However, I would expect the truth to hit all of them like a bombshell. As Grant points out, it’s the stuff of legend – legend come alive again.

  15. Grant says:

    It just said that the closest Tully personally could get to the pronuncuiation was “Laysh” because he was struggling with duplicating the sound. Not that the *Liexx* were unable to pronounce their own name properly. And the Jao aren’t just hearing Tully mangling it, they’re hearing Jihan say it properly. It’s all happening on what is obviously an open channel.

    And yes, there was no reason for them to suspect they’d actually encounter Liexx, but after somene whacks you over the head with “Hey, we’re Liexx” three freaking times someone there either needs to have a little eureka moment and fairly soon or we need some explanation for why none of the Krant are displaying the slightest recognition of who the Liexx are. The next snippet either better contain *something* like Mallu saying “woah, wait a minute… did they just say **LIEXX?????” or a plausible explanation beyond inexcusible ignorance for why Jihan identifying herself isn’t producing an extremely pronounced reaction from the Krant.

    Also, on top of all that I second Doug’s objection to Kaln’s behavior. She may be an abnormal hillbilly of a Jao, and I wouldn’t put a joke like this past her in more appropriate circumstances, but this was just ridiculous.

  16. saul says:

    Different languages have different sounds. She does not speak Jao well at all, and it might be Extremely hard for Jao to pronounce/hear the correct word for Liexx. It might also be very hard for a L to pronounce the J word for Liexx. Thus, whatever she says, it won’t sound the same to Jao.

    You also assume the word used for Leixx in the archives is the same word that the Liexx use for themselves. Guess what, the Japanese don’t call themselves Japanese.

    Another option, For all we know, the Jao language modifies the name of an extinct species (ie past tense). Thats the word the Jao use, while Jihan is using the word for existing species, a word no Jao would have heard in a thousand years, unless a scholar.

  17. saul says:

    Finally, the last time Jao saw a L was under EK control. What do you want to bet the EK’s tend to purge the archives of any records of extinct species. It would be very easy to Justify the Jao only having some word of mouth records etc. After all, didn’t it take hundreds of years to break free after the last point of contact.

  18. saul says:

    finally….ps :)

    Don’t forget the Jao were taught language by a species who’s entire existence revolves around music (or the beat of the universe or something).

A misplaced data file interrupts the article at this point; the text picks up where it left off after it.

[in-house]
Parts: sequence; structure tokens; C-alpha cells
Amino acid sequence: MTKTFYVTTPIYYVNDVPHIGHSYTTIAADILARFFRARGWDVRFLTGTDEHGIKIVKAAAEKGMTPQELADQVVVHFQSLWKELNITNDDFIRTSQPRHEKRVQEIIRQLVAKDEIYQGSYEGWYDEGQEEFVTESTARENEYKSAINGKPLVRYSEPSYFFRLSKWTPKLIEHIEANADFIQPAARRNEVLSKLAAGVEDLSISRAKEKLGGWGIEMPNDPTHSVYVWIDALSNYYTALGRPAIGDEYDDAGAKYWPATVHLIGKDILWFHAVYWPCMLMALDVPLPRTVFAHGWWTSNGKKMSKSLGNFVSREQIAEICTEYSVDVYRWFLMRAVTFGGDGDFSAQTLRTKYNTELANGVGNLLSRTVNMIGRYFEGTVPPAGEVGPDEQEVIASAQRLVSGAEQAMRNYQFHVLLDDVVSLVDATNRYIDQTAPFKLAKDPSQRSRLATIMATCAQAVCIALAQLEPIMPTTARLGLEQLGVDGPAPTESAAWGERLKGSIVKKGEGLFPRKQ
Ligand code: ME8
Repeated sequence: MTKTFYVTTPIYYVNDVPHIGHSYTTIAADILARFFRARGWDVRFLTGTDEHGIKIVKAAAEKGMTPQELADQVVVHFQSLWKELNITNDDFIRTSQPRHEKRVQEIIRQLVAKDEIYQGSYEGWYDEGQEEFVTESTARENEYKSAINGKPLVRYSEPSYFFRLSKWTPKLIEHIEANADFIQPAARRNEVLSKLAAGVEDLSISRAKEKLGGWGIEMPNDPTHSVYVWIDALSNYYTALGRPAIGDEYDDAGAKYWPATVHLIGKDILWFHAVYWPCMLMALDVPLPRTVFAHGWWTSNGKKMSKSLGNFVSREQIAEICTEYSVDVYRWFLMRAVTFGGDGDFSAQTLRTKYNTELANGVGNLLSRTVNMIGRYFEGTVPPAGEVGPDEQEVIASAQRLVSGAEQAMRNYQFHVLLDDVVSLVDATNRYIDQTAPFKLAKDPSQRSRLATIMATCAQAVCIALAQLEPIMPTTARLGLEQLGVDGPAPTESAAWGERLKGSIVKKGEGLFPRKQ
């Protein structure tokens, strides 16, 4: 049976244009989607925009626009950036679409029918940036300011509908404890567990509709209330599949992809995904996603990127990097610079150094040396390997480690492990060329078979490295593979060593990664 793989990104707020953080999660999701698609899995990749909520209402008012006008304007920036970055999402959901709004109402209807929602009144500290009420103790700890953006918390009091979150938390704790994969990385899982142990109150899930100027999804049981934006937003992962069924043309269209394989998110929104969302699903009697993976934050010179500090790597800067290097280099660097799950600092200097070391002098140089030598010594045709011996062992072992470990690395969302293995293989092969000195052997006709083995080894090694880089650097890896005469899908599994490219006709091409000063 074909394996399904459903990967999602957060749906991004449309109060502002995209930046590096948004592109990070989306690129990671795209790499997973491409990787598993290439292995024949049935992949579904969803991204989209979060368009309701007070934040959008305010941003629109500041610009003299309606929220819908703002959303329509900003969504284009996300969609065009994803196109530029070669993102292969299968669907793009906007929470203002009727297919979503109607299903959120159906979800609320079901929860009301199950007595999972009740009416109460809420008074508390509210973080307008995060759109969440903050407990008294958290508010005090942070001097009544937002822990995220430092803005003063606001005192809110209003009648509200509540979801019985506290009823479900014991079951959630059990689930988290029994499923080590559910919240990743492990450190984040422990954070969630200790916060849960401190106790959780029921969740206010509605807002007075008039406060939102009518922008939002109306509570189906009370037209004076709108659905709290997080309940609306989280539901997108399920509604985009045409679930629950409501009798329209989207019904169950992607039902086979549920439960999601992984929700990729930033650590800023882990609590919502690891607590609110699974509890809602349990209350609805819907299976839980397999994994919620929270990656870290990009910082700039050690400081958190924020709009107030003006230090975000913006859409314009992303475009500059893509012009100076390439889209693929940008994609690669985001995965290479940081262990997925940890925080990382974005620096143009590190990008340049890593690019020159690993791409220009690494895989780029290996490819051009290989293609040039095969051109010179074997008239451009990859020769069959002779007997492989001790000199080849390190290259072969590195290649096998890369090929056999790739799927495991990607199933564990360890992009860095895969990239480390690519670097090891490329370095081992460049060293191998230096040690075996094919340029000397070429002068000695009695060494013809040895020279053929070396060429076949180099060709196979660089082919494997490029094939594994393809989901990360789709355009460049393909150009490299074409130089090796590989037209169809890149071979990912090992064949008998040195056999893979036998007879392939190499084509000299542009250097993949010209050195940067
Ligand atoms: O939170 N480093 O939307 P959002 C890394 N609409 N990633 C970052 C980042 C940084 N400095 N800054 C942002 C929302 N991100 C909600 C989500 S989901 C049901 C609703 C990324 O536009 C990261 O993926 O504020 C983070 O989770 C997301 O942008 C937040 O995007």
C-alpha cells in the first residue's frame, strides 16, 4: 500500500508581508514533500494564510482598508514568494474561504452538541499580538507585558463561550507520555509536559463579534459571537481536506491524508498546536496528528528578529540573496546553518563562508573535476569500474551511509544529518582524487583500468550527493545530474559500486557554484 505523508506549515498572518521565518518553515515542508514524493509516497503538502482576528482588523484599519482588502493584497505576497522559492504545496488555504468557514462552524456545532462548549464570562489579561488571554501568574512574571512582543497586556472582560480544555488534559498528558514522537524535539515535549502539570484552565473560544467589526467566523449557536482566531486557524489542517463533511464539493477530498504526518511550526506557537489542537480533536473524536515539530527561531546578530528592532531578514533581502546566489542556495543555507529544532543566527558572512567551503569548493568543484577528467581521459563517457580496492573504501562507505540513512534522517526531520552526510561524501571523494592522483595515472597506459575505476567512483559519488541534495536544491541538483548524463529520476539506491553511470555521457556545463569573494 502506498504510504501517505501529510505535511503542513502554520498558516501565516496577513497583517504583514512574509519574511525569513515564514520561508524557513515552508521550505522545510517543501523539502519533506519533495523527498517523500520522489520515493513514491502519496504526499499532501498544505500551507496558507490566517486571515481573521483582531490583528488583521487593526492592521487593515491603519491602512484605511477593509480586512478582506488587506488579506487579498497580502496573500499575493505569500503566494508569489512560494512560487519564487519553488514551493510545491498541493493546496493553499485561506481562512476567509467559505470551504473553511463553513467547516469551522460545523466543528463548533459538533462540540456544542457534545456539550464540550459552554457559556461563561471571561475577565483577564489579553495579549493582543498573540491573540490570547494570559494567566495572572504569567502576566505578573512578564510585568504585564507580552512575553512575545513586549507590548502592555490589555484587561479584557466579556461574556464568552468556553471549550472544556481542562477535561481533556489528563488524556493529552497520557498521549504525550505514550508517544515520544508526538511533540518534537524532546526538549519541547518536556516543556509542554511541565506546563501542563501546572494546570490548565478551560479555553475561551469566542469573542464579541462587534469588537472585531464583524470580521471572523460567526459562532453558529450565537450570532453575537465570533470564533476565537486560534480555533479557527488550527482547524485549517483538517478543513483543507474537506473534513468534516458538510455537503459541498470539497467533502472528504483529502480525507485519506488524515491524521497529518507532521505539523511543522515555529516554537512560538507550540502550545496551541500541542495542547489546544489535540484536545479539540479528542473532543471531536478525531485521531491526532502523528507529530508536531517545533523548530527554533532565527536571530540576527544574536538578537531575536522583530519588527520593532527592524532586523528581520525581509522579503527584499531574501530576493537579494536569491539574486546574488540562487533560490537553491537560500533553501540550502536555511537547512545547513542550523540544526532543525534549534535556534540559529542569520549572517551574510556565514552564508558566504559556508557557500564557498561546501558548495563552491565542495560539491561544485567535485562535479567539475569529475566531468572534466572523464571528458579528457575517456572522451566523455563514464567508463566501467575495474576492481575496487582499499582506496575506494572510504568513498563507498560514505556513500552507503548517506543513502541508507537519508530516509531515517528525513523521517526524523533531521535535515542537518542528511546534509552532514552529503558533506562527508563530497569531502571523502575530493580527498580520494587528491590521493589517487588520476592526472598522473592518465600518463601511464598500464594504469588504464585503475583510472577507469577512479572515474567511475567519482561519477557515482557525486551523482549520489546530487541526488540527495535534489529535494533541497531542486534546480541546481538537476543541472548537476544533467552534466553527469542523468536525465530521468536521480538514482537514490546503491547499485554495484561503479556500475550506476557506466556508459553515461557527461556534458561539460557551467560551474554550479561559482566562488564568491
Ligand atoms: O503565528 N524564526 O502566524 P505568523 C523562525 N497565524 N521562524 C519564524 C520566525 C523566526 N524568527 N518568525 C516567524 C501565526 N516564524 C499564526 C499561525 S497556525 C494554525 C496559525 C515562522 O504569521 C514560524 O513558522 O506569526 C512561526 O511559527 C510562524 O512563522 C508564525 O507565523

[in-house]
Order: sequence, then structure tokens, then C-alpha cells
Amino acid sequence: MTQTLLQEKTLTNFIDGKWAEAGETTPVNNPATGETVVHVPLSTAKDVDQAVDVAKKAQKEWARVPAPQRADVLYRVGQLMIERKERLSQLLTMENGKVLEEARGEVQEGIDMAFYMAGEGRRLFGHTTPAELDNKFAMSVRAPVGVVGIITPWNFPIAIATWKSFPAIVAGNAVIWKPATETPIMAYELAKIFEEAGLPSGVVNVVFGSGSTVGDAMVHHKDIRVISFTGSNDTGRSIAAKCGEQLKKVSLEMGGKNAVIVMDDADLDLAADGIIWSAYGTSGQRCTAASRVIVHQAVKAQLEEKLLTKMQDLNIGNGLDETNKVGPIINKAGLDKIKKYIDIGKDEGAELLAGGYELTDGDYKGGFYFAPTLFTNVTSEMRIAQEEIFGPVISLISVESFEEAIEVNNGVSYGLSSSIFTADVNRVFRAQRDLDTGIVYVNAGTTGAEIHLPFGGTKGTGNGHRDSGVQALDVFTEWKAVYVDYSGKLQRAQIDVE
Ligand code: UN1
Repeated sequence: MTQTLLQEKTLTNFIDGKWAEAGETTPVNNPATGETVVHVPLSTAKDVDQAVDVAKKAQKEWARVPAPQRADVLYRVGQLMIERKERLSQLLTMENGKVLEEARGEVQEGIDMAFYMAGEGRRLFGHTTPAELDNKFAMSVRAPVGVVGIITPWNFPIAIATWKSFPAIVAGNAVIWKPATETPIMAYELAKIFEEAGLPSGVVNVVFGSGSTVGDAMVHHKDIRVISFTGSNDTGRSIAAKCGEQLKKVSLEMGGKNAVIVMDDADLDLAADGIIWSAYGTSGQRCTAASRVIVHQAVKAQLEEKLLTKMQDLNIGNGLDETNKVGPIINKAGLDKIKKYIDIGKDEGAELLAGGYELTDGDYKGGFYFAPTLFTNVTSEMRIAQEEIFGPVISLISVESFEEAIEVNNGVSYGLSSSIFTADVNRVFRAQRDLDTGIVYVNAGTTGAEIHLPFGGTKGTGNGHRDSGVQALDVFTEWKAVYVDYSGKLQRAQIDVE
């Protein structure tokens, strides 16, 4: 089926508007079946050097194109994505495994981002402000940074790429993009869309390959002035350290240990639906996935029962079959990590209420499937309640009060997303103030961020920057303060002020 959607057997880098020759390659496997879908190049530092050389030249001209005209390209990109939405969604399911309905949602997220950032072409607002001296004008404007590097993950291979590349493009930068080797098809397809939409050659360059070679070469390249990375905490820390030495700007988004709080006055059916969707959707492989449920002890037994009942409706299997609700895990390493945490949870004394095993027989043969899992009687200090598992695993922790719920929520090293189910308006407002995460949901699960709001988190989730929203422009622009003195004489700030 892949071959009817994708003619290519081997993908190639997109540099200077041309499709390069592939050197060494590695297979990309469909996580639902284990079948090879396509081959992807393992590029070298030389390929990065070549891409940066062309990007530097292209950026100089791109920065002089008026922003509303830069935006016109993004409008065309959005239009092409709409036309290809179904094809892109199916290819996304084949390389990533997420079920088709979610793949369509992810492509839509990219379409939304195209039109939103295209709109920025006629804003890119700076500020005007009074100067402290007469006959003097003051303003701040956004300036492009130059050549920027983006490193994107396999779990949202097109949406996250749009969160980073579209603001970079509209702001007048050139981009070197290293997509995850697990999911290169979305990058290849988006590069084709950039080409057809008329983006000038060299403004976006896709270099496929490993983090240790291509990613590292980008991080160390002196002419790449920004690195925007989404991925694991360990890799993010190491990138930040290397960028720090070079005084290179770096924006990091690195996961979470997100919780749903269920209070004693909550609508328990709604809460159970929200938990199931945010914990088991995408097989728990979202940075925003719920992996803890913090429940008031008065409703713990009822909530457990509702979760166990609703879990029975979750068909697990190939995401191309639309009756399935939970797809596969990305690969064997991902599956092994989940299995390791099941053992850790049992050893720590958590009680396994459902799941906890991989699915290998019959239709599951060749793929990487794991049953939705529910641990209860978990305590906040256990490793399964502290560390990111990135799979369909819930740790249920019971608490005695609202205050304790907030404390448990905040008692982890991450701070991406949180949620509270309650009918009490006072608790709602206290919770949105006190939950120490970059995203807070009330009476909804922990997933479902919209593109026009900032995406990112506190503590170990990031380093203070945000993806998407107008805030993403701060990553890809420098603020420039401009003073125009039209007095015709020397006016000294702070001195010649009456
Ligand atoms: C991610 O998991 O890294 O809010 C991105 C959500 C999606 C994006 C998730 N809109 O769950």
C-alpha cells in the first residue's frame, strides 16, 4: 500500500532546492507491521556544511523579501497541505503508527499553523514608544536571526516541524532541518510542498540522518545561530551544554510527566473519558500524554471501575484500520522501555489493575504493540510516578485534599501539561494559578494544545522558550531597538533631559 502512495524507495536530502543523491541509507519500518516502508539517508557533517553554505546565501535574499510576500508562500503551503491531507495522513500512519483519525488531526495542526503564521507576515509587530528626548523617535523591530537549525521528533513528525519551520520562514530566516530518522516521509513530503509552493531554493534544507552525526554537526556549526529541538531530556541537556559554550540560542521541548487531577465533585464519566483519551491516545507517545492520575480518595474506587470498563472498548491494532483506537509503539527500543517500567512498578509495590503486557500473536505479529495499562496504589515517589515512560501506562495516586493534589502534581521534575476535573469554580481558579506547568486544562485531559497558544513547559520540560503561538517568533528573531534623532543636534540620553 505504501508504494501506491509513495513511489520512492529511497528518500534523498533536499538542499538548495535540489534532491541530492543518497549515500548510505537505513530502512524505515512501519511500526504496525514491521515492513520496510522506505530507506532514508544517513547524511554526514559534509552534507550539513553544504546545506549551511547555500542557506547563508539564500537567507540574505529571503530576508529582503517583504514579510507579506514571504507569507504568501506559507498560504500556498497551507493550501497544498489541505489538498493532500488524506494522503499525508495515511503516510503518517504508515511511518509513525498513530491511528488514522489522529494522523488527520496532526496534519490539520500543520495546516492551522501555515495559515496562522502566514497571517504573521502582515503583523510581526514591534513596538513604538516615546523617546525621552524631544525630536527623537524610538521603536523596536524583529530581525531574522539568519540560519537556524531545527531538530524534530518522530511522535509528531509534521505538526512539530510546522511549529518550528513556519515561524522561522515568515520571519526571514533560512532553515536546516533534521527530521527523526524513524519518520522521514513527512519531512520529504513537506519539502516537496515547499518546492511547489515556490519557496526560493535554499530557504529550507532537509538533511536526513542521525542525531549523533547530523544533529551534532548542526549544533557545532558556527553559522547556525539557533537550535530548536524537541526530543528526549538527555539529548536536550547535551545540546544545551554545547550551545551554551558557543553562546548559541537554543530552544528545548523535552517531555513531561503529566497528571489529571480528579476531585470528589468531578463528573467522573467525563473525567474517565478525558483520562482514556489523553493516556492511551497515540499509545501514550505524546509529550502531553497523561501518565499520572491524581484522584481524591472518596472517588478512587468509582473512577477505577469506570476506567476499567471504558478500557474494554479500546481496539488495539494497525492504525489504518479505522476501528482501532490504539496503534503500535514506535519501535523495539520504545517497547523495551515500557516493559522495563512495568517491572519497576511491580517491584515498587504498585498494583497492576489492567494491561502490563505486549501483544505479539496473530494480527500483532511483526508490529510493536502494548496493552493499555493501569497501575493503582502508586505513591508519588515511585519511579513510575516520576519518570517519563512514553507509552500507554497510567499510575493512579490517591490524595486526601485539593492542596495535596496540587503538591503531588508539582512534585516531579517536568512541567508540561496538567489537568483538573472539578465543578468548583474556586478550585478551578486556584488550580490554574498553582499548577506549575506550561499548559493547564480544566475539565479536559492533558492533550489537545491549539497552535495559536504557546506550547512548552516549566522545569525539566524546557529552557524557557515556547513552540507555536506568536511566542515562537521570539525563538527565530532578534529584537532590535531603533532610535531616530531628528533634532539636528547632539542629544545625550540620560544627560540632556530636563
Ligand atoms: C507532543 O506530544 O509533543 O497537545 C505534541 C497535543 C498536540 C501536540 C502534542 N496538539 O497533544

The L’s consider music evil. What do you want to bet its really hard for them to communicate.

    Especially for people, like Jihan, who only learned it as an adult, from extremely limited sources and without any interaction and very limited sources. Try understanding English spoken by a Japanese person who has never left Japan….and thats with years of training in highschool and lots of exposure via movies etc.

    Having said all of that, computers should be able to smooth out those problems….once its properly programmed.

  19. Grant says:

    Saul… when she’s saying “Liexx” she isn’t speaking Jao. She’s speaking Liexx. The Jao rather obviously got the name for their species from them or it wouldn’t be the same in both languages. Which it is (unless somenoe really screwed up writing this) since you don’t translate proper names when you’re writing something like this. If the word Jihan is saying is “Liexx” in the text and the word the Jao are saying is “Liexx” in the text then they’re both saying the same word, or else this section is really poorly written. So it doesn’t matter if she doesn’t speak Jao well. It’s like saying a Japanese person who doesn’t speak English will probably have trouble saying “sushi” without any regard for where the word came from in the first place.

    If the name for “Liexx” wasn’t pronounceable by the Jao then they wouldn’t have borrowed it and adopted it into their own vocabulary, they would have created their own name to call them and that would be (or damn well *should* be) indicated.

  20. saul says:

    Why is it obvious where the Jao got their word for the L’s from. Do you speak Jao? How would we know? All we know is how its referred to in English. When speaking English, you use the same word to refer to the same thing, regardless of what word other people use.

    Do you really think that the EK’s or their client races use a target species ‘real’ name as the word in EK or gifted to the Jao language?

    We say horse, but Russians and Japanese don’t. Thats three different words for the same thing.
    An English translation of a book with a conversation between a Russian and Japanese person will use the word Horse, even if neither person actually uses the word English word horse. This passage is an English translation of a Jao conversation, so it uses the English word Leixx.

    Even if the person uses a real name, ie Beijing, it would use the English term, not the correct Chinese word, the Japanese word, or the Russian word. Even if the later three were similar, they are not the same, and would easily be mistaken if you don’t expect them to say it.

    Hearing a sentence in a strong accent, you might be able to figure out words you expect, ie unarmed, but unexpected words can be unintelligible. Nouns even more so, as sentence structure may give less clues as to the word. ie I like asteroids.